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“For every Jonathan Safran Foer, who published at 19, there’s a Ben Fountain, who published his brilliant debut, Brief Encounters with Che Guevara, at the age of 48,” Jack Wang writes. Photo: Courtesy of Jack Wang
> Writer's Room
Jack Wang on publishing his first book, We Two Alone, at 48
The Canadian author thought he would set the literary world on fire in his twenties. Here's what it took to get his first book published. / BY Jack Wang / December 11th, 2020
When I was a young aspiring writer, I came across an anthology of best new young writers entitled 20 Under 35. I remember thinking, 35? That’s not young – that’s old! I was quite certain that by the decrepit age of 35, I would have long since set the literary world ablaze.
“Genius, in the popular conception,” says Malcolm Gladwell, “is inextricably tied up with precocity.” No doubt I was possessed of this idea. After all, Zadie Smith was only 25 when she published White Teeth, Mary Shelley only 23 when she wrote Frankenstein.
At the age of 22, I left Canada for Arizona to pursue a master of fine arts in creative writing. At the time, my MFA program lived in the burgeoning shadow of David Foster Wallace, who had written his first novel as an undergraduate and had actively published stories as an MFA student in said program. Talk about precocious.
But unlike Wallace, I didn’t produce much in the way of art as a master’s student. I knew I wanted to be a writer, but there were two things I didn’t know: what to say and how to say it. The stories I wrote received a few flattering rejections from literary journals, but in the end they were simply shelved with all the other bound theses, to gather dust in perpetuity. I shudder to think that Wang might be right next to Wallace.
Doubt in my own precocity was growing, but now I took solace in the long yardstick of 35: I still had a decade to be a young writer. After receiving my MFA, I moved to a small town in Minnesota. For the next four years, I taught writing and English and worked on a novel. Once again, I received flattering rejections, this time from publishers, back when one could still submit to many without an agent. In time, though, my hopes for that novel winked out, and I put it in a drawer.
At 30, with my window closing, I moved to Florida to pursue a PhD in English. Four years later, I had a doctorate, a marriage, a teaching job in New York State, and a draft of a new novel. I hammered away at that novel for another four or five years, desperate for the finish line. After a long search, I coaxed an agent to take me on. The novel made the rounds, and for a minute there was hope. But once again, no takers.
One day, I told my wife that if I had just one more summer, I could get that novel into fighting shape. But she said no. We had two young children, other priorities. No sense sinking more time into something that had already stolen so many countless hours. Deep down, I knew she was right. But that didn’t make the deathblow any less painful.
By this point, 35 had come and gone. I was now in my late thirties – middle-aged, old –with nothing to show for myself.
It was around this time that I came across Gladwell’s essay. Though he talks about precocity, his real subject is late bloomers. There’s no proof, he argues, that “genius” is the province of the young. For every Picasso, who did his best work in his twenties, there’s a Cézanne, who did his best work in his sixties. And for every Jonathan Safran Foer, who published at 19, there’s a Ben Fountain, who published his brilliant debut, Brief Encounters with Che Guevara, at the age of 48.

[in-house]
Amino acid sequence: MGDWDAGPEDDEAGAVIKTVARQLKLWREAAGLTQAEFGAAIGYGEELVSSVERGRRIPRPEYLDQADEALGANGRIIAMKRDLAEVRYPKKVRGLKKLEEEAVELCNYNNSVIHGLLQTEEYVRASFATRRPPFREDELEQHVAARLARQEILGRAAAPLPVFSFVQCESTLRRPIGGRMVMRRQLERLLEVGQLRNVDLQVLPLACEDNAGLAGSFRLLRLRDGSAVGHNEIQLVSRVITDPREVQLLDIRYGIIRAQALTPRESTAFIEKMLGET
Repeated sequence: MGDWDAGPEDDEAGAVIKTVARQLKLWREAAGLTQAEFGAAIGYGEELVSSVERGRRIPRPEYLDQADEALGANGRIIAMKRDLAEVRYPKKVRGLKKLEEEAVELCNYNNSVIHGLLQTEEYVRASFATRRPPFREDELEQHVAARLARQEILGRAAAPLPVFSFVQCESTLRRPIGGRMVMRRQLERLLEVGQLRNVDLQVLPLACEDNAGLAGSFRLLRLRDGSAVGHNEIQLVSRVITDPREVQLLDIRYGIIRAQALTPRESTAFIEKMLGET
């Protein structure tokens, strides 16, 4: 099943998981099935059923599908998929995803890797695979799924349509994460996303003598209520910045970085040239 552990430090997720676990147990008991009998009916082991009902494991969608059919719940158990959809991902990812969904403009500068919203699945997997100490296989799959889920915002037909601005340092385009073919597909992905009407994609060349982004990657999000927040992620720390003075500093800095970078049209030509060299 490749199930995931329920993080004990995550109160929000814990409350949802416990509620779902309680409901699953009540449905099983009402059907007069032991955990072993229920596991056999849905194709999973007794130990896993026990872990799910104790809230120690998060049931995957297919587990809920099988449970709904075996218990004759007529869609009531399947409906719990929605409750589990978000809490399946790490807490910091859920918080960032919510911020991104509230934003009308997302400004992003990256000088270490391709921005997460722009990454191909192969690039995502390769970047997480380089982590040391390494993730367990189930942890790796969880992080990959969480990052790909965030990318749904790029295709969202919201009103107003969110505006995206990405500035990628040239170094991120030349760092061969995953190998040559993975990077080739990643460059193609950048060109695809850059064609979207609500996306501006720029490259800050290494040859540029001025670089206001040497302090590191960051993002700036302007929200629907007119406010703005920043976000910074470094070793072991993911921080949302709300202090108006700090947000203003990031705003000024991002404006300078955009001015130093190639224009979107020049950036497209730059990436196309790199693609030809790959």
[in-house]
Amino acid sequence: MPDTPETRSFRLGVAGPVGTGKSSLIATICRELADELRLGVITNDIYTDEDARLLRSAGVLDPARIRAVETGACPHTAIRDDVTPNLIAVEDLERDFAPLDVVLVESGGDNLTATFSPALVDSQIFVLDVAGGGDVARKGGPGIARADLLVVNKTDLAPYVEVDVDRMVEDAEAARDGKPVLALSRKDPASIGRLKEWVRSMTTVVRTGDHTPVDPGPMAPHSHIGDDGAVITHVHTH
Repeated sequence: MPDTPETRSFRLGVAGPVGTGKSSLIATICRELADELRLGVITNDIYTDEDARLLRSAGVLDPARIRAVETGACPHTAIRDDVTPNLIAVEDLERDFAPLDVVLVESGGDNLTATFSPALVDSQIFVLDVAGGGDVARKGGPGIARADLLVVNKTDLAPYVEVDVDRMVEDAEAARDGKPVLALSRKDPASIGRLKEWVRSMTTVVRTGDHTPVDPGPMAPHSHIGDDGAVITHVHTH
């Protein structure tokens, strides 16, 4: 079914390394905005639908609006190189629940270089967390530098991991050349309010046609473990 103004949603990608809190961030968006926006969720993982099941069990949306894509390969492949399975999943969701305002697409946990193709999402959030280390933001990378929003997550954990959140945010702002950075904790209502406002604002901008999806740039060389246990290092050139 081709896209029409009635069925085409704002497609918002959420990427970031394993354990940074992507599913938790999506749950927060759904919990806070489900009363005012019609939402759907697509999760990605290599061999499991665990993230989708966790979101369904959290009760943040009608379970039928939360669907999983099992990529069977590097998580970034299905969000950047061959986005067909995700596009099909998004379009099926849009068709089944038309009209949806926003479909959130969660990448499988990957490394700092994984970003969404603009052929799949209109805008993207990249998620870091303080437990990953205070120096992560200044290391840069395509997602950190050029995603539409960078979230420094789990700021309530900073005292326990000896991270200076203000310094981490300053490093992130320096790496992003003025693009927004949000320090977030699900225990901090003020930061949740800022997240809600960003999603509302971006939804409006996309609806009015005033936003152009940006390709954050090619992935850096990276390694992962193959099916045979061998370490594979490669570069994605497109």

Quietly, I settled on a new plan, the Ben Fountain Plan, and the rope I thought I had come to the end of suddenly let out.
But this meant starting over. Trying yet again. Less from courage or faith than the blinkered obduracy of a mill-horse, who goes round and round because it knows nothing else. I went back to trying my hand at short stories. The first one I wrote was rejected over 20 times before it was finally published. Still, progress! Then a story was shortlisted for the Commonwealth Short Story Prize, another longlisted for the Journey Prize. At last, it seemed, I was getting somewhere.
Describing the many years of his own apprenticeship, Pulitzer Prize winner Viet Thanh Nguyen says, “I did not know what I was doing, and what I also did not know, facing my computer screen and a white wall, slowly turning pale, was that I was becoming a writer.” Little did I know that during all those years of struggle, blindness, wanderlust, and failure, plagued by doubt and even despair, I too was becoming a writer, learning not just discipline and perseverance but the two things I hadn’t known as a master’s student, which no one could teach me but myself: what to say and how to say it.
Eventually I wrote enough stories and enough of a new novel to submit to agents. This time, someone took me on right away. The day I learned that both my collection and novel-in-progress had sold, it felt like hewing to a magic number had finally worked – and not a moment too soon. My collection We Two Alone appeared in Canada in September. I was 48.
This is what I would say now to my 20-year-old self: if you reach the ripe old age of 35 without having achieved what you’d hoped for as a writer, beware the four year olds publishing poetry and heed instead the immortal Flaubert, who said, “Talent is long patience, and originality an effort of will and of intense observation.” For you, like many, are simply a late bloomer, and you still have time.
Jack Wang is the author of We Two Alone, published by House of Anansi Press in Canada and forthcoming from HarperVia in the US, UK, and Australia on June 1, 2021. He teaches writing at Ithaca College.